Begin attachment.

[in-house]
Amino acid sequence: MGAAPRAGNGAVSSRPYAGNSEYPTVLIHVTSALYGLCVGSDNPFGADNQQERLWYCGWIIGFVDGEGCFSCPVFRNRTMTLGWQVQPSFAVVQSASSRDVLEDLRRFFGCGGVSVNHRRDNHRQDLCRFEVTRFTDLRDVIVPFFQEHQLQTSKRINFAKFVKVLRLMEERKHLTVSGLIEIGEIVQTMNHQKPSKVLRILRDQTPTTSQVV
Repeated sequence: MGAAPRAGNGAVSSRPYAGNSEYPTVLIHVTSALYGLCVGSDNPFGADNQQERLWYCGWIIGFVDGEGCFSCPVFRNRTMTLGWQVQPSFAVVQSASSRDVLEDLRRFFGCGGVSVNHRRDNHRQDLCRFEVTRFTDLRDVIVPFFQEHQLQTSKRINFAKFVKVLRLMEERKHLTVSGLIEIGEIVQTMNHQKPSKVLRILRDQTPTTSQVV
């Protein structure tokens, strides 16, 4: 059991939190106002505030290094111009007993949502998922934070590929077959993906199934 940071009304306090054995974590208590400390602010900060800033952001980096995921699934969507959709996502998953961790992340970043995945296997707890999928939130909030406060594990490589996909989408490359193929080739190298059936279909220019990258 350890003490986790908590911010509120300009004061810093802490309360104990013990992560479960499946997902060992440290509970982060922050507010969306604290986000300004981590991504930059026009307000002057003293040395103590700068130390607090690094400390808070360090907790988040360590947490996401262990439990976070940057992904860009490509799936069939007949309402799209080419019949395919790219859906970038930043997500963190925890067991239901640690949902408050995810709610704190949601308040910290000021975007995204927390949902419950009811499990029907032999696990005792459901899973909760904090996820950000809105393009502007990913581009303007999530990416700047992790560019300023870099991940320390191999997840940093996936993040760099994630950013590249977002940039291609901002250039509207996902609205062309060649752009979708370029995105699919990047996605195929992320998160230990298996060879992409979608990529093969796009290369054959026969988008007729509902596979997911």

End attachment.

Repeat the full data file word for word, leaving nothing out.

[in-house]
Amino acid sequence: MGAAPRAGNGAVSSRPYAGNSEYPTVLIHVTSALYGLCVGSDNPFGADNQQERLWYCGWIIGFVDGEGCFSCPVFRNRTMTLGWQVQPSFAVVQSASSRDVLEDLRRFFGCGGVSVNHRRDNHRQDLCRFEVTRFTDLRDVIVPFFQEHQLQTSKRINFAKFVKVLRLMEERKHLTVSGLIEIGEIVQTMNHQKPSKVLRILRDQTPTTSQVV
Repeated sequence: MGAAPRAGNGAVSSRPYAGNSEYPTVLIHVTSALYGLCVGSDNPFGADNQQERLWYCGWIIGFVDGEGCFSCPVFRNRTMTLGWQVQPSFAVVQSASSRDVLEDLRRFFGCGGVSVNHRRDNHRQDLCRFEVTRFTDLRDVIVPFFQEHQLQTSKRINFAKFVKVLRLMEERKHLTVSGLIEIGEIVQTMNHQKPSKVLRILRDQTPTTSQVV
């Protein structure tokens, strides 16, 4: 059991939190106002505030290094111009007993949502998922934070590929077959993906199934 940071009304306090054995974590208590400390602010900060800033952001980096995921699934969507959709996502998953961790992340970043995945296997707890999928939130909030406060594990490589996909989408490359193929080739190298059936279909220019990258 350890003490986790908590911010509120300009004061810093802490309360104990013990992560479960499946997902060992440290509970982060922050507010969306604290986000300004981590991504930059026009307000002057003293040395103590700068130390607090690094400390808070360090907790988040360590947490996401262990439990976070940057992904860009490509799936069939007949309402799209080419019949395919790219859906970038930043997500963190925890067991239901640690949902408050995810709610704190949601308040910290000021975007995204927390949902419950009811499990029907032999696990005792459901899973909760904090996820950000809105393009502007990913581009303007999530990416700047992790560019300023870099991940320390191999997840940093996936993040760099994630950013590249977002940039291609901002250039509207996902609205062309060649752009979708370029995105699919990047996605195929992320998160230990298996060879992409979608990529093969796009290369054959026969988008007729509902596979997911």